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Posted: Mar 24, 2017
Solving the case of the missing x-rays
(Nanowerk News) In 2005, NASA’s Rossi X-ray Timing Explorer (RXTE), an x-ray satellite, spotted a black hole in the act of devouring its companion star. Yet the pair, a binary system called GRO J1655–40, was emitting far fewer x-rays than expected. A model developed by RIKEN researchers has revealed the whereabouts of the missing x-rays (The Astrophysics Journal, "An optically thick disk wind in GRO J1655–40?"). It could also help to explain key processes inside the disks of matter that swirl around rapacious black holes.
In general, the more gas streams from a star into the accretion disk around a neighboring black hole, the more electromagnetic radiation is emitted. Although ground-based telescopes saw that GRO J1655–40’s accretion disk was emitting more visible and infrared light, RXTE’s observations showed that x-ray emission was dropping.
A black hole draws matter from its companion star, forming an accretion disk that throws off fast-moving, gassy ‘winds’. (Image: M. Weiss (CXC), NASA)
“Something outside the x-ray-emitting region must have been blocking some of the x-rays,” explains Megumi Shidatsu, a member of RIKEN’s MAXI team.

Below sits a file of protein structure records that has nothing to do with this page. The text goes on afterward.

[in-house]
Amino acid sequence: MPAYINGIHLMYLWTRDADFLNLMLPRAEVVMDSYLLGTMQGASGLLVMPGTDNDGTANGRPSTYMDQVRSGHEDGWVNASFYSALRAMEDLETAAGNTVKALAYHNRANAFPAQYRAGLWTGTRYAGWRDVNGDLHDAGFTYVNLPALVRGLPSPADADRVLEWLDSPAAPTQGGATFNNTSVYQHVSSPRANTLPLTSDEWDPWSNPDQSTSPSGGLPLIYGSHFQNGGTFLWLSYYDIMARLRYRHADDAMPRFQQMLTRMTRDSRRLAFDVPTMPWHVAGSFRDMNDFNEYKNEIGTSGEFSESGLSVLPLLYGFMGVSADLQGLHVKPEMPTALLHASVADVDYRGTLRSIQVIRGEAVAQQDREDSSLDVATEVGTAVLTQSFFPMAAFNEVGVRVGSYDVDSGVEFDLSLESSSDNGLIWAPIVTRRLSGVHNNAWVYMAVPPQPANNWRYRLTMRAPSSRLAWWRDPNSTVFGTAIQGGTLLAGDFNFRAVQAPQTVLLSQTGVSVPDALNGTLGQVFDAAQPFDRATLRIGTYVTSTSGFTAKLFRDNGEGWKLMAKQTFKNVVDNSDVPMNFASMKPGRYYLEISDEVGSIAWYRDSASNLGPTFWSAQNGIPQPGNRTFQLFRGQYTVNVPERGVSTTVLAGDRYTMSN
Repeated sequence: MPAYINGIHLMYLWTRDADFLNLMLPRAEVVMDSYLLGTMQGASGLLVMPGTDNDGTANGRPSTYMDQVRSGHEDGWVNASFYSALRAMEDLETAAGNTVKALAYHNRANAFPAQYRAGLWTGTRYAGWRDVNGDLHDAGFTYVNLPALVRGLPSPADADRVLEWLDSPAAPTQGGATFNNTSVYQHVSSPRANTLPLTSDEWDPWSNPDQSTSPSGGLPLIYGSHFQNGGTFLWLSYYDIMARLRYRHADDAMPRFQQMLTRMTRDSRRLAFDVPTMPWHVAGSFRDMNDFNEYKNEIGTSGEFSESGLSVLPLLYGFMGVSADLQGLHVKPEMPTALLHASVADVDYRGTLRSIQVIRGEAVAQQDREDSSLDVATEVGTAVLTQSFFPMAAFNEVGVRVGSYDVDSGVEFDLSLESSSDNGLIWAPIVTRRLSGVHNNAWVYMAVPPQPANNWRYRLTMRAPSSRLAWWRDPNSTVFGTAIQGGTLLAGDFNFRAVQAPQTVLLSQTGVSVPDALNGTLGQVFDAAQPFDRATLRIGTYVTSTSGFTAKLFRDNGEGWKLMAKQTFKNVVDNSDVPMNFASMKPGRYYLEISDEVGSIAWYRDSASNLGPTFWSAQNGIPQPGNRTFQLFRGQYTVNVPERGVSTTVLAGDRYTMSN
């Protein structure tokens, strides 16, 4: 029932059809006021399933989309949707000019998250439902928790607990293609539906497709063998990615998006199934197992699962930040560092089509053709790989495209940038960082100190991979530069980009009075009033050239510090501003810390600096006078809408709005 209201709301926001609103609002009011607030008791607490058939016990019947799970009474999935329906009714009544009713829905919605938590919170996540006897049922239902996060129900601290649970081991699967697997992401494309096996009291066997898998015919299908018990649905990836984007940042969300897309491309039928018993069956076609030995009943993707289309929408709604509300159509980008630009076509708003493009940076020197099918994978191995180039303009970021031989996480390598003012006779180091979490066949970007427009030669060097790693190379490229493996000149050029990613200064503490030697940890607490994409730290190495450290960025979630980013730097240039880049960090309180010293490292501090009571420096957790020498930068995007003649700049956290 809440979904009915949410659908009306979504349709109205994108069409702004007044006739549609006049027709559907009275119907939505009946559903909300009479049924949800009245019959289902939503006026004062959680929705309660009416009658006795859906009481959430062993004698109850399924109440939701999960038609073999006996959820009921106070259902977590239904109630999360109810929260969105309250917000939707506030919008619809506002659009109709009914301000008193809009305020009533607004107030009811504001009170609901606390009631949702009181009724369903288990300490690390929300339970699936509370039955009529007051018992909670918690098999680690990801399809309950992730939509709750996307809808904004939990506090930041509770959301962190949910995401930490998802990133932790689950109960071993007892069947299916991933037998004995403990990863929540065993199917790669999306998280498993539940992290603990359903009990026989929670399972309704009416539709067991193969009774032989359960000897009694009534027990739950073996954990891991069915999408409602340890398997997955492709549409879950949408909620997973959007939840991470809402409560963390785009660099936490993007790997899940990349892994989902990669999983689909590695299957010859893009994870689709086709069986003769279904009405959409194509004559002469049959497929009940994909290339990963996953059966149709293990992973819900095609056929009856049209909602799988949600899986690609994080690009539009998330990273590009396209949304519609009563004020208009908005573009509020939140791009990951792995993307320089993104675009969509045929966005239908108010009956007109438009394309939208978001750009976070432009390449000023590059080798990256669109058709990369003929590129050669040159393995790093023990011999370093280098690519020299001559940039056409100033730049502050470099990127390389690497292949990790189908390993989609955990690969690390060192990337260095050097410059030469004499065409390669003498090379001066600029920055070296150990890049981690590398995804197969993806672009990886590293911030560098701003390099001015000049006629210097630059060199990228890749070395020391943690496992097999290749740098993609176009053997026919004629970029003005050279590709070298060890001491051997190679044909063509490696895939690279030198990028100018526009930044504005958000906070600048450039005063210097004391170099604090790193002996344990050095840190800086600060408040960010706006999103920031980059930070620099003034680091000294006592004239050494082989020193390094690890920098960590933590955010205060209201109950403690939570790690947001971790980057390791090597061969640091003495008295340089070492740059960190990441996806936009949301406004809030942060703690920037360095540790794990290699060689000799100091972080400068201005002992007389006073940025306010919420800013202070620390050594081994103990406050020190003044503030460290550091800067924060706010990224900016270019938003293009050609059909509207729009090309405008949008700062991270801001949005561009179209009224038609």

Shidatsu and her colleagues calculated that the x-rays are being obscured by a ‘disk wind’, a stream of gas ejected from the outer parts of the disk at over 100 kilometers per second (Fig. 1). They believe that x-rays emitted from the inner parts of the disk strip electrons from atoms in the disk wind, leaving it highly ionized. When more x-rays collide with these electrons, they are scattered—a process called Compton scattering.
The team’s model used a range of data about the binary system—including the black hole’s mass, the disk’s diameter and the amount of matter falling into the black hole—to predict its x-ray emission if there were no obscuring wind. Unlike previous models, it calculates visual and infrared emission from the outer parts of the accretion disk as well as x-ray emission from the inner parts, accounting for increases in the temperature and thickness of the outer parts due to x-ray heating.
The researchers compared data from RXTE and ground-based telescopes with their model to see how much the wind was blocking these x-rays. “One remarkable conclusion is that the number of atoms in the wind that are located in our line of sight is much larger than previously estimated,” says Shidatsu. “Our results suggest that the wind can have a substantial amount of almost completely ionized gas.”
The heating caused by Compton scattering may be responsible for powering the disk wind. The same effect could occur in similar binaries. “We plan to search for such dense disk winds in other x-ray binaries using our model,” says Shidatsu. The team also hopes to study disk winds in more detail using proposed Japanese and European x-ray satellites.